Prospect Capital (NASDAQ:PSEC) announced the expansion of its Revolver from $250mn to $300mn. Like many Business Development Companies (“BDCs”), Prospect has arranged a Revolver which has a so-called “accordion” feature, which means that the company can add new lenders (if they can find them) up to a pre-determined dollar lending limit.
Yesterday’s announcement was about the increase in that theoretical outer limit. However, to date Prospect has commitments of only $210mn from a variety of lenders, and will have to find new institutions to take full advantage of the full “accordion” capability. The Revolver has an investment grade rating. That’s helpful in attracting possible lenders who might otherwise be wary of participating in a loan facility to a relatively small lender with a high level of non-accruing loans.
The BDC Reporter was mildly encouraged to see that the Revolver has a two year regular maturity when funds can be borrowed and repaid. If not renewed, though, the Revolver amortizes over an additional year, starting in June 2012. Two years is better than 1 year, and the one year amortization period is really just giving Prospect the opportunity to arrange refinancing from normal pre-payments, equity raising and other debt financing should the Revolver lenders fail to renew.
The press release indicates distributions can continue during the amortization period, which is a good concession for the shareholders to have. Several BDC borrowing agreements did not have that concession during the Great Recession and that puts management and shareholders under considerable stress (but it’s great for the lenders who get paid back faster).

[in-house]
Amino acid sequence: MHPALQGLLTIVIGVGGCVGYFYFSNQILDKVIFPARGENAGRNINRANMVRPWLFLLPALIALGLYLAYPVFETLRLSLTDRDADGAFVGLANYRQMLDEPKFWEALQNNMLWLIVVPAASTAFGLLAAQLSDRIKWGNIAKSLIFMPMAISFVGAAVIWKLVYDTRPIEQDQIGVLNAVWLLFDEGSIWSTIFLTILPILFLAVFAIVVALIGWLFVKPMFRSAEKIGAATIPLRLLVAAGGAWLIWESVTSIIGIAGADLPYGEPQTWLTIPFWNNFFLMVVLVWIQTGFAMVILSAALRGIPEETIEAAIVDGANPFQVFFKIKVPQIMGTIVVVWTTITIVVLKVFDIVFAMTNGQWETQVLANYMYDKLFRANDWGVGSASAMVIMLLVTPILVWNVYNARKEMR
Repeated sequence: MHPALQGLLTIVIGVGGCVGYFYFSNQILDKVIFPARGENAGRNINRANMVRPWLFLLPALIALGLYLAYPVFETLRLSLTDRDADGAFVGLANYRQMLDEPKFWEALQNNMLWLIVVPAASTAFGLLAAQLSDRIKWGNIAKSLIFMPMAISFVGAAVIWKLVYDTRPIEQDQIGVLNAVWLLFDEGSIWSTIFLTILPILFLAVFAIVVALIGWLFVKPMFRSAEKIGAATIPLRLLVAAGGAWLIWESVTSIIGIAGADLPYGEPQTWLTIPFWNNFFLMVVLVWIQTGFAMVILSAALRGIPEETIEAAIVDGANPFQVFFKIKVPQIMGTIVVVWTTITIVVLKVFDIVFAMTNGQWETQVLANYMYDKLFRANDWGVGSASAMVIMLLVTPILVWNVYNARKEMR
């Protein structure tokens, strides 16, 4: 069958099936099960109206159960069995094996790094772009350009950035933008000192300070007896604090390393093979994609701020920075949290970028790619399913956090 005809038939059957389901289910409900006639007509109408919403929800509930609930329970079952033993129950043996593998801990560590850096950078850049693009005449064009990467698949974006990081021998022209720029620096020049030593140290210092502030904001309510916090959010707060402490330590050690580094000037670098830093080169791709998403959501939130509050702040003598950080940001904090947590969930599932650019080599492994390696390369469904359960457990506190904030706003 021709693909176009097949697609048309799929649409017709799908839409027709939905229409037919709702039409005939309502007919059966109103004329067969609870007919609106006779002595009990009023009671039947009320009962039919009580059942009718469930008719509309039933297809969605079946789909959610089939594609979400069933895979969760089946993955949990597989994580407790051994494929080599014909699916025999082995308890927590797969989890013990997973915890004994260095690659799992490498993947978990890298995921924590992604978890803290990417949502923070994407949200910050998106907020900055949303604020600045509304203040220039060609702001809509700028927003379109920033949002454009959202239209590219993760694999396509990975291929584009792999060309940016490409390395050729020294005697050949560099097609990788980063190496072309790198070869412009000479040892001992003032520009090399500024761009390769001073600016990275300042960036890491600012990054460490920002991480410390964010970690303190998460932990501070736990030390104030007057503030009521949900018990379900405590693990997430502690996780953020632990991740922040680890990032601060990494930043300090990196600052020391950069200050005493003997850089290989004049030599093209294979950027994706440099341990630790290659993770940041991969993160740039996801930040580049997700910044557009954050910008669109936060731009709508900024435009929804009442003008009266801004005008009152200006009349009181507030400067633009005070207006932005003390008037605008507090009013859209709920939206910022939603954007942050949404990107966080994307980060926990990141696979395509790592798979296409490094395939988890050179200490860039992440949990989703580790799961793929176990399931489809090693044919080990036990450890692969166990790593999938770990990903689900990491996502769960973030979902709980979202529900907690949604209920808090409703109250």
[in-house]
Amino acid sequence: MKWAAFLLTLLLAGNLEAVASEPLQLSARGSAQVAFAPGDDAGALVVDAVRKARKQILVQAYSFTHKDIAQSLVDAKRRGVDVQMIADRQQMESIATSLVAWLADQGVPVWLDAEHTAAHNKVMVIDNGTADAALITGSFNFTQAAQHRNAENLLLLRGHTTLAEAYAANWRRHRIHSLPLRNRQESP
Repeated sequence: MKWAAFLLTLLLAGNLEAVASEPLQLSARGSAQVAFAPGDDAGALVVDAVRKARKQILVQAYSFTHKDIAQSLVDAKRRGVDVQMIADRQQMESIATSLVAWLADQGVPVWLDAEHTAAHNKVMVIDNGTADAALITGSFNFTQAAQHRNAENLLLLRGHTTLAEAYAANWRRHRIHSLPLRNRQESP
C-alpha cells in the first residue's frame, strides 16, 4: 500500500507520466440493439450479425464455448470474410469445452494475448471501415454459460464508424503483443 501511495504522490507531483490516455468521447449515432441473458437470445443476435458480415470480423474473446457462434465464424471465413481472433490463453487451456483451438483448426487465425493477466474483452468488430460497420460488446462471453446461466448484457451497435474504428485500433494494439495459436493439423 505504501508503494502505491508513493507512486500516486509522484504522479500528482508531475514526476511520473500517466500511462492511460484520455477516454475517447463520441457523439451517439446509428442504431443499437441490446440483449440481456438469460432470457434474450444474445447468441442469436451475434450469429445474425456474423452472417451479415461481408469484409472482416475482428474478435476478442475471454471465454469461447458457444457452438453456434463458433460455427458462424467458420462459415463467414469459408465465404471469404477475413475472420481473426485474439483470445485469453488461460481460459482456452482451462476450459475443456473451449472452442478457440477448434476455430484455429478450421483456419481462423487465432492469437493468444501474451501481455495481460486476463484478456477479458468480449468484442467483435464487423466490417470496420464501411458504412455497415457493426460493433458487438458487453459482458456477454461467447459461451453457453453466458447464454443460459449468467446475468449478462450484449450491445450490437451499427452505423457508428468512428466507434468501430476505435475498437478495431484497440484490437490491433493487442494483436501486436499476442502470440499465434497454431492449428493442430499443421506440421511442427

However, the biggest news in yesterday’s press release was the lower pricing negotiated. PSEC is now paying LIBOR + 3.25% versus LIBOR + 4%. Moreover, the lenders have agreed to a 1% LIBOR floor as opposed to a 2% floor. That’s an all-in “savings” of 1.75%, which is not chump change. Very theoretically, we calculate that if PSEC ends up borrowing $200mn under the new Revolver pricing, the Company would have $3.5mn lower interest expense than would have been the case previously, or over 5 cents a year.
Not shabby, and a good sign that PSEC’s cost of capital (which was on the high side) is coming into line with most of its peers. We’d like to see no floor and LIBOR + 2% (or less), but this is a good step forward.
This brings PSEC a little closer to its goal of earnings eventually catching up with its distribution. We still believe that’s a Pyrrhic goal, but the lower debt pricing will narrow what is still a very big gap (9 cents a share per quarter last quarter, and earnings were boosted by a couple of unusual items).
Disclosure: Author holds a long position in PSEC